• Administer naloxone, the opioid overdose reversal drug, if you suspect opioids may be involved in the overdose (even if you’re unsure). Naloxone is a safe medication, even if the person hasn’t taken opioids.
  • Stay with the person and try to keep them safe and comfortable.
  • Reduce noise, limit touch, and help them stay as calm as possible.
  • Offer cool fluids and a cold washcloth to help regulate body temperature to avoid overheating.

Cocaine Addiction Treatment

There are currently no medications specifically approved to treat cocaine addiction (or stimulant use disorder); however, some therapeutic modalities have proven effective at helping people learn how to quit cocaine use and begin to recover from their stimulant use disorder.4 Some of these include:4

  • Contingency management (CM), for example, is a form of therapy that utilizes a reward- or prize-based system.
  • Cognitive-behavioral therapy (CBT) helps a person understand their triggers and risk factors for use so that they learn to cope with a range of problems they may face in recovery.
  • Community reinforcement which is a personalized treatment approach that empowers people to make positive lifestyle changes for lasting recovery.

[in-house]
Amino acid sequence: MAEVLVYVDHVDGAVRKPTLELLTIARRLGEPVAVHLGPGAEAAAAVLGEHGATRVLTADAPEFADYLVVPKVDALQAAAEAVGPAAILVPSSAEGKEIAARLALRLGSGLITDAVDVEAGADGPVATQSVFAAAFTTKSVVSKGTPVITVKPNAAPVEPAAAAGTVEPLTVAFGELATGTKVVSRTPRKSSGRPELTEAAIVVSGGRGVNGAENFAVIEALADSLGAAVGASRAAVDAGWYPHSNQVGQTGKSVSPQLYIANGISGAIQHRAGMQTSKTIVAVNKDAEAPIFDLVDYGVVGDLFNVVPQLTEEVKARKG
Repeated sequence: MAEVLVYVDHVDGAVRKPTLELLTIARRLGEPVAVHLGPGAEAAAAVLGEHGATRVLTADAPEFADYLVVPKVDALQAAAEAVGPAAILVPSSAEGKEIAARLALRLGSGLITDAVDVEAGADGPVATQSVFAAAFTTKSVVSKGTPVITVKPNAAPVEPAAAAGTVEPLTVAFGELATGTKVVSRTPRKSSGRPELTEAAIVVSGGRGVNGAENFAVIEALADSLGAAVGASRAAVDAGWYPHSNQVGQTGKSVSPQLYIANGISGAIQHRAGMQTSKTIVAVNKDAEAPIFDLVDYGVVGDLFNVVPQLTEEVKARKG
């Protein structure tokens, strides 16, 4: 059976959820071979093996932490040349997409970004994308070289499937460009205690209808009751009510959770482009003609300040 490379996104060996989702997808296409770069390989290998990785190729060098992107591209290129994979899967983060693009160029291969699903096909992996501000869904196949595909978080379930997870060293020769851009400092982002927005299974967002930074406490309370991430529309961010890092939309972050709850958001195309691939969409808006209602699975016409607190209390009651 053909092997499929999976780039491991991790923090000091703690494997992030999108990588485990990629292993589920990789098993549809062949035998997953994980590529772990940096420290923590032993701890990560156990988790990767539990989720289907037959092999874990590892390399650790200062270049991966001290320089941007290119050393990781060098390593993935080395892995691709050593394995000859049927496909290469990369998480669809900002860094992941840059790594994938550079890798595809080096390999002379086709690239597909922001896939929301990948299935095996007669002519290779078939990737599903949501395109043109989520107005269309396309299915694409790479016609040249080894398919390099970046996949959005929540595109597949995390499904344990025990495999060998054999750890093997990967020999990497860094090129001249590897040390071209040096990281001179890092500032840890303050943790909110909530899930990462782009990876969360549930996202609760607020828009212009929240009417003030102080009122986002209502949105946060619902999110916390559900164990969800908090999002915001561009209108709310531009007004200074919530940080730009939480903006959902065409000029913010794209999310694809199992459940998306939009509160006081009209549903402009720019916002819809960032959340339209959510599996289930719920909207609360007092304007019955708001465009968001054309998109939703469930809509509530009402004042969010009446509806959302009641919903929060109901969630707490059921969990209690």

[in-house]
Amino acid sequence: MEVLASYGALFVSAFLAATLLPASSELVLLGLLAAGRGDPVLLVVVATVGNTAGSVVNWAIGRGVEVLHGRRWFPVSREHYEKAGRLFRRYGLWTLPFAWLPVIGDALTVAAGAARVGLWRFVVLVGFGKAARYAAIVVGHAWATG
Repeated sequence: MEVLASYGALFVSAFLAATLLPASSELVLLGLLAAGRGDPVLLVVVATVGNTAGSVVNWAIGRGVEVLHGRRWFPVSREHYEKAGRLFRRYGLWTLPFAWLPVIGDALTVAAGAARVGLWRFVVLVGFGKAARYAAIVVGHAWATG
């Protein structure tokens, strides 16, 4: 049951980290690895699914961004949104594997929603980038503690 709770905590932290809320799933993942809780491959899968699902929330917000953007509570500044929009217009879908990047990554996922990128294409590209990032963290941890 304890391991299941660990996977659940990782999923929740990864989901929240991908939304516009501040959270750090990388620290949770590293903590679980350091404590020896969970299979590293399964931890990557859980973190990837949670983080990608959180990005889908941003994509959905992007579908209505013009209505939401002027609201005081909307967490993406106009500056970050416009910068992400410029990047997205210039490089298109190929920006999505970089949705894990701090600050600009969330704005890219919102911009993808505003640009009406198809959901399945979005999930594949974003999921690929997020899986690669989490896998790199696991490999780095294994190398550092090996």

American Addiction Centers (AAC) offers various levels of care for people who are seeking cocaine addiction treatment. Whether you or someone you love is seeking outpatient treatment or feel more comfortable starting your journey in a more structured level of care, such as inpatient or residential treatment, our admissions navigators can help. Contact us today at and find out how to begin the journey toward a rich and rewarding life in recovery.

Need more info?
American Addiction Centers Photo
Take the first step towards recovery.
American Addiction Centers Photo
Make the process simple. Ensure your benefits cover treatment.
American Addiction Centers Photo
Explore American Addiction Centers locations nationwide.
View Our Treatment Centers